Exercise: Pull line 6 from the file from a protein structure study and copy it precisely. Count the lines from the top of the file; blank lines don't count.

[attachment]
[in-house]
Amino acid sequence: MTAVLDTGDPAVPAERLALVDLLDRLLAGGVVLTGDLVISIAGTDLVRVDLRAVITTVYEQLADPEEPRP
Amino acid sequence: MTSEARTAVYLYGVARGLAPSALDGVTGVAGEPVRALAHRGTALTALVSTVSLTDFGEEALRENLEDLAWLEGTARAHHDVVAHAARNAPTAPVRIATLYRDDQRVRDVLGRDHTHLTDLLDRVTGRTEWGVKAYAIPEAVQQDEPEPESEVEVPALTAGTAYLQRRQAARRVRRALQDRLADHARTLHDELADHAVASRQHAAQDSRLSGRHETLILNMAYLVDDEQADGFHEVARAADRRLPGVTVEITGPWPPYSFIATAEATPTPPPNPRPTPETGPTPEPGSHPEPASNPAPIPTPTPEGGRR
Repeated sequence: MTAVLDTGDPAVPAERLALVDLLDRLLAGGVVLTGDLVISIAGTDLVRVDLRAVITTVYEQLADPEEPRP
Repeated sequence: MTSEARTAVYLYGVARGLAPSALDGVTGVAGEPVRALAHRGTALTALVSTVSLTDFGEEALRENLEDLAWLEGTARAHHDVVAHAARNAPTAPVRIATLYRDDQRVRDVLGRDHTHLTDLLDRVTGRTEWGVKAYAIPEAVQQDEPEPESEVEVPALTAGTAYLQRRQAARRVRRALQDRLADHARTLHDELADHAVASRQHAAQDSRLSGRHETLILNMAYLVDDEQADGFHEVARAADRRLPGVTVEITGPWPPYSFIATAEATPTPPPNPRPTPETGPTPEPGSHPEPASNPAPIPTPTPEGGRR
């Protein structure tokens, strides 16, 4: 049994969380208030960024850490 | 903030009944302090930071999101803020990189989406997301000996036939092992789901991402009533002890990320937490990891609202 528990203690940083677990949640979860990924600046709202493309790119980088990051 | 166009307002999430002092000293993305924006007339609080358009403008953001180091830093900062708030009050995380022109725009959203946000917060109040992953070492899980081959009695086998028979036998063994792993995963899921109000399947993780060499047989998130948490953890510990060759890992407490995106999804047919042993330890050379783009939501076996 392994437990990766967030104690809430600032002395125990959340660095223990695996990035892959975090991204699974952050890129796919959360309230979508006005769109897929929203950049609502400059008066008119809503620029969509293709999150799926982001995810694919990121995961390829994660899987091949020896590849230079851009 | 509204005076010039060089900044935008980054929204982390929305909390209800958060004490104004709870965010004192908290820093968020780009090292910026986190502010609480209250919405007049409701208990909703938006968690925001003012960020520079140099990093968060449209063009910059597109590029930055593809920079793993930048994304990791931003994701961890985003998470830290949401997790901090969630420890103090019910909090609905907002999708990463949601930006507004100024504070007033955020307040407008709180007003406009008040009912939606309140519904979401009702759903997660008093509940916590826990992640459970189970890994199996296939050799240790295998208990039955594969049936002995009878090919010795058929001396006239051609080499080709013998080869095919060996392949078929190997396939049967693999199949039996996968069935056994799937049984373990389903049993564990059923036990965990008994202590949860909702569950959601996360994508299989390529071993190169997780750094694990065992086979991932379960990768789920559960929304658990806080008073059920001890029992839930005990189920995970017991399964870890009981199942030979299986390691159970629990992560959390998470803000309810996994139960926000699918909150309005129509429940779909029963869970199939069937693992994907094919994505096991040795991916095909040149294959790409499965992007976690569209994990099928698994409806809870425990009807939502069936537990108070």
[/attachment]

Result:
């Protein structure tokens, strides 16, 4: 049994969380208030960024850490 | 903030009944302090930071999101803020990189989406997301000996036939092992789901991402009533002890990320937490990891609202 528990203690940083677990949640979860990924600046709202493309790119980088990051 | 166009307002999430002092000293993305924006007339609080358009403008953001180091830093900062708030009050995380022109725009959203946000917060109040992953070492899980081959009695086998028979036998063994792993995963899921109000399947993780060499047989998130948490953890510990060759890992407490995106999804047919042993330890050379783009939501076996 392994437990990766967030104690809430600032002395125990959340660095223990695996990035892959975090991204699974952050890129796919959360309230979508006005769109897929929203950049609502400059008066008119809503620029969509293709999150799926982001995810694919990121995961390829994660899987091949020896590849230079851009 | 509204005076010039060089900044935008980054929204982390929305909390209800958060004490104004709870965010004192908290820093968020780009090292910026986190502010609480209250919405007049409701208990909703938006968690925001003012960020520079140099990093968060449209063009910059597109590029930055593809920079793993930048994304990791931003994701961890985003998470830290949401997790901090969630420890103090019910909090609905907002999708990463949601930006507004100024504070007033955020307040407008709180007003406009008040009912939606309140519904979401009702759903997660008093509940916590826990992640459970189970890994199996296939050799240790295998208990039955594969049936002995009878090919010795058929001396006239051609080499080709013998080869095919060996392949078929190997396939049967693999199949039996996968069935056994799937049984373990389903049993564990059923036990965990008994202590949860909702569950959601996360994508299989390529071993190169997780750094694990065992086979991932379960990768789920559960929304658990806080008073059920001890029992839930005990189920995970017991399964870890009981199942030979299986390691159970629990992560959390998470803000309810996994139960926000699918909150309005129509429940779909029963869970199939069937693992994907094919994505096991040795991916095909040149294959790409499965992007976690569209994990099928698994409806809870425990009807939502069936537990108070």